Festival season is here and many of us will be working for artists playing at least a few. Some of us will be working for the audio provider for the festival and mixing any number of bands, many of which we probably know nothing about before they walk on stage.
As with so many festivals, there never seems to be enough time. There are too many acts scheduled so time gets stolen from changeover to be able to accommodate everyone’s set time.
Bands show up with an incredible amount of gear and inputs to do a 30-minute set, others show up with nothing and spend the day sorting out rental backline, and some times things just run smoothly without any problems.
But what about when it doesn’t?
What do you do when the festival is a fly date or a one-off for your artist and you are using local everything? You’re not getting a soundcheck, you’ve got a 20-minute changeover to get your band on stage and run through a quick line check over...
In my previous two blogs, I talked about how I prepare for a new tour. All of the things I mentioned are things I do prior to starting the tour or doing the show if it’s just a one-off.
This blog will focus on what happens once I start the tour.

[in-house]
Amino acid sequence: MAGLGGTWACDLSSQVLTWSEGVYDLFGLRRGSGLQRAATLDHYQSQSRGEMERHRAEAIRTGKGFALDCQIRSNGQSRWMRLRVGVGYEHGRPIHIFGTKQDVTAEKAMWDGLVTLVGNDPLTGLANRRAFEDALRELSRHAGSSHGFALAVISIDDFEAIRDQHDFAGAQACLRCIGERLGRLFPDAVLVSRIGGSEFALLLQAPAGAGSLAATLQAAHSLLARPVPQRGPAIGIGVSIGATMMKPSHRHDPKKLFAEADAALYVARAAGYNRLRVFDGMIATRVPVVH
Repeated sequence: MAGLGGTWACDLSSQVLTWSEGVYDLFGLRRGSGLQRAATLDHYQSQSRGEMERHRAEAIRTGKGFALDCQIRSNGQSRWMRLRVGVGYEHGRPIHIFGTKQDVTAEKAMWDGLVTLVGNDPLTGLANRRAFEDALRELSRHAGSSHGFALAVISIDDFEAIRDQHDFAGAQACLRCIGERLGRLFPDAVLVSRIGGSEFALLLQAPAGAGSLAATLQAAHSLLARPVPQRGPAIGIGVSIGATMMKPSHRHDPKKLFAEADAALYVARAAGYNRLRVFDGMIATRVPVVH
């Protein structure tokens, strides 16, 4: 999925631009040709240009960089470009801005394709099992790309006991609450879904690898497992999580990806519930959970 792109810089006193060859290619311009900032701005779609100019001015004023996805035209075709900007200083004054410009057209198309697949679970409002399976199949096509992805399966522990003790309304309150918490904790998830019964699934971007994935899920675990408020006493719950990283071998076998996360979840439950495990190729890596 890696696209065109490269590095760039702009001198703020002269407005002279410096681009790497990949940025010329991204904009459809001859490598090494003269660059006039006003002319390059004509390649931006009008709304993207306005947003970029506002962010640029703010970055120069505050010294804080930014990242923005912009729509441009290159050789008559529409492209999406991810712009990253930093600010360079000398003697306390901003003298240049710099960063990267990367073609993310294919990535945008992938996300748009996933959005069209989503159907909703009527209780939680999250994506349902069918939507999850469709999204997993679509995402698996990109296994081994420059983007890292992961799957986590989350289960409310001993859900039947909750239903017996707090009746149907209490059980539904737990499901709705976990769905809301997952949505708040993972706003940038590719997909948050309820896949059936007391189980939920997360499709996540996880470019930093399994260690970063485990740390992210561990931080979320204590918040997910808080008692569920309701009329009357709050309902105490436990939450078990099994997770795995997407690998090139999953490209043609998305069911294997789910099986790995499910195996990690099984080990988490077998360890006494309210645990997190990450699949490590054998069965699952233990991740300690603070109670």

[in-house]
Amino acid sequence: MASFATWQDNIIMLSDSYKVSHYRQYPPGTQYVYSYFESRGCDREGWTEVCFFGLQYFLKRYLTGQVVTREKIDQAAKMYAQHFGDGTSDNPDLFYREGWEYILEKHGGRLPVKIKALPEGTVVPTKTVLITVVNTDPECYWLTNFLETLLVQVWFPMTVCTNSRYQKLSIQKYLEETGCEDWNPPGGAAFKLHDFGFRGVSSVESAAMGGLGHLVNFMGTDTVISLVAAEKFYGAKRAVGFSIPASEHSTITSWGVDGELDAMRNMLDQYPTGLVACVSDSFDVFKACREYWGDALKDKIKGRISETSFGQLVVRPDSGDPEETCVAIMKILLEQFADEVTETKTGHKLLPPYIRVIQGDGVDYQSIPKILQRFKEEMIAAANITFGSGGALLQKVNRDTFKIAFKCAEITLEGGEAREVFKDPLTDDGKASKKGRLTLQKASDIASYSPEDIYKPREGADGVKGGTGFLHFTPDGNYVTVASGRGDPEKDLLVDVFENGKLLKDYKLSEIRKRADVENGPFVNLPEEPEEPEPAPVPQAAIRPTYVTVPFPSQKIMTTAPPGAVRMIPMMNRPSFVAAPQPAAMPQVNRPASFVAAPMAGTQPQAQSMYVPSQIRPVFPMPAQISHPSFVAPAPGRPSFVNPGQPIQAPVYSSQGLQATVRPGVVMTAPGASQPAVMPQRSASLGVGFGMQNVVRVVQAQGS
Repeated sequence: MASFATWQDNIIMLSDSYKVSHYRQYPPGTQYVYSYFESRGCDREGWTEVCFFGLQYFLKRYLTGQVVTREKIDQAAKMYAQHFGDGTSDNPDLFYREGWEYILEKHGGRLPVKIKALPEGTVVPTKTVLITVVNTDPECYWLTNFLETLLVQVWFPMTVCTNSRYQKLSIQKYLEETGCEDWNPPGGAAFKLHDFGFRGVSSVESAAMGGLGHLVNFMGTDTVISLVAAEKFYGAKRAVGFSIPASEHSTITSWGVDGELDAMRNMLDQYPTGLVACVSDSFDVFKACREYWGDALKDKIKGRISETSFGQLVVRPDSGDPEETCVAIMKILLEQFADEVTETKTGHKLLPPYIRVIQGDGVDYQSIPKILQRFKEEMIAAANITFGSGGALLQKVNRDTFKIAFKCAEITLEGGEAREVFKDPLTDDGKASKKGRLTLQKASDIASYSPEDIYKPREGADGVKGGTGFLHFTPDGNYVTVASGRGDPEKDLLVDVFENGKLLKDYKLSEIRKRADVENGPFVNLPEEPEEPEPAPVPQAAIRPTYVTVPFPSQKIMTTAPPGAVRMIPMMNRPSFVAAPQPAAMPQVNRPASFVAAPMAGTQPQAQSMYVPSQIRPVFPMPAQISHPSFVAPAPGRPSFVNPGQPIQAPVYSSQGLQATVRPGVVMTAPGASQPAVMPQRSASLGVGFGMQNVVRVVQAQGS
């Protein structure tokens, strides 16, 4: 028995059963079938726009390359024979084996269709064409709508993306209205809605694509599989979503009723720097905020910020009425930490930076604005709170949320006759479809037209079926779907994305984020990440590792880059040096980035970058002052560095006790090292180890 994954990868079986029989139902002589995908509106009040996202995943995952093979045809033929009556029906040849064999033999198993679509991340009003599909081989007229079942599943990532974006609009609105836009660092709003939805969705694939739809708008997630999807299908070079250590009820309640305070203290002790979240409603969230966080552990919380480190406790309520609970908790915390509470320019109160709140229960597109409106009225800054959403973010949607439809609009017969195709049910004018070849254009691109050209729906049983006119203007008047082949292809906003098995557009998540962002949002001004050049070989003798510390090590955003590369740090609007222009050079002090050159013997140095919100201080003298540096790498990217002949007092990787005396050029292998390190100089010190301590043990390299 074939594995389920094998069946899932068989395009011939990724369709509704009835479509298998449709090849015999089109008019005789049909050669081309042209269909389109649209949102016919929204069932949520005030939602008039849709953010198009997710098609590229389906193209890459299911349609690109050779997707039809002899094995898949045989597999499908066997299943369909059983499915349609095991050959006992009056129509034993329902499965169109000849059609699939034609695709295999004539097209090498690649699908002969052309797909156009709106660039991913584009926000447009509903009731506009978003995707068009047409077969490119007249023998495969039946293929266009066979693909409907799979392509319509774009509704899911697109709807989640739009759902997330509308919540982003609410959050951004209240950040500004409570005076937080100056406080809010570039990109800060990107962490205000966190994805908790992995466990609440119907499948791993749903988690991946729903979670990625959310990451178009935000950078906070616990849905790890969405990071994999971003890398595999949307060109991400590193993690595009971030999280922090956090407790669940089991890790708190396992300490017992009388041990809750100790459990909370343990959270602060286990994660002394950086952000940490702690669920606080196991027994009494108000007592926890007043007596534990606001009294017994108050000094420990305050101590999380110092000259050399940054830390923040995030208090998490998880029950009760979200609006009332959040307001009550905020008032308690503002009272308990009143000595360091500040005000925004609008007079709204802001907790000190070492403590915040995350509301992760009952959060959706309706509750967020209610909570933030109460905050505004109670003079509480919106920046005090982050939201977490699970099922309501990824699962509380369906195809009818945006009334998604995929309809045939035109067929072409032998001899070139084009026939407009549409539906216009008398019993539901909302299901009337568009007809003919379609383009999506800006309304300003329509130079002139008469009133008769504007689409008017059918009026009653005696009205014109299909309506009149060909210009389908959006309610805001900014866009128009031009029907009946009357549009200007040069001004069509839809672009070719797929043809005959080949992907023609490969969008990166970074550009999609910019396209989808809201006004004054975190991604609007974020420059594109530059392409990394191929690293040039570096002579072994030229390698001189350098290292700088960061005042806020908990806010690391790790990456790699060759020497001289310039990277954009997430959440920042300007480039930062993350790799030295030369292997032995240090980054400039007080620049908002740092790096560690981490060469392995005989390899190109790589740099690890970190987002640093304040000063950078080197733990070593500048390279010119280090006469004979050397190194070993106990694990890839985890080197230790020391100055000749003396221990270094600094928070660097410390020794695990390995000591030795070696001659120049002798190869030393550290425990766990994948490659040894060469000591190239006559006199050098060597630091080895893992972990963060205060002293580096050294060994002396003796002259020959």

Good communication is key!
When I first meet the band or artist, my goal is to find out what they are looking for in their live mix. How close to the record do they want it to sound? Is there anything, in particular, I need to know? Are there any cues or special effects, featured instruments on certain songs? Is there more than one singer and who sings on what song?
I like to speak to each member individually and go over the set list so I know exactly what is happening on each song. Who is doing leads or solos, etc.?
If I’m mixing a 4 piece punk band with only drums, guitar, bass, and vocal, it’s all pretty straight forward. If I’ve got a pop act with a full band (drums, bass, guitar, keys, percussion, theremin,) 3...
In my last blog, I talked about how I start preparing for a new tour by learning the artist's music and really familiarizing myself with their songs.
While I am learning the music, I am also building an input list and stage plot.
When I’m hired for the tour, one of the first questions I ask is who are the Tour Manager and Production Managers? I then reach out to them for information. Do an input list and stage plot exist? Is there an audio rider or technical spec? If so I’ll get them and review them with any existing crew (monitor engineer, backline technicians).
If they don’t exist, I’ll start with the band and ask each musician what their rig consists of. How big is the drum kit? Are there any loops or samples? How many keyboard lines? Is the guitar rig mono or stereo, a wet and a dry, how many cabinets? etc., until I've talked to everyone. Next, I review all of this with the...
I’m in the midst of preparing for my next tour with an artist I’ve never worked with before, so I thought I’d fill you in on how I prepare for a new gig.
The first thing I do is get the artists catalog. In this case, it’s quite extensive- nearly 500 songs! That’s a lot to learn.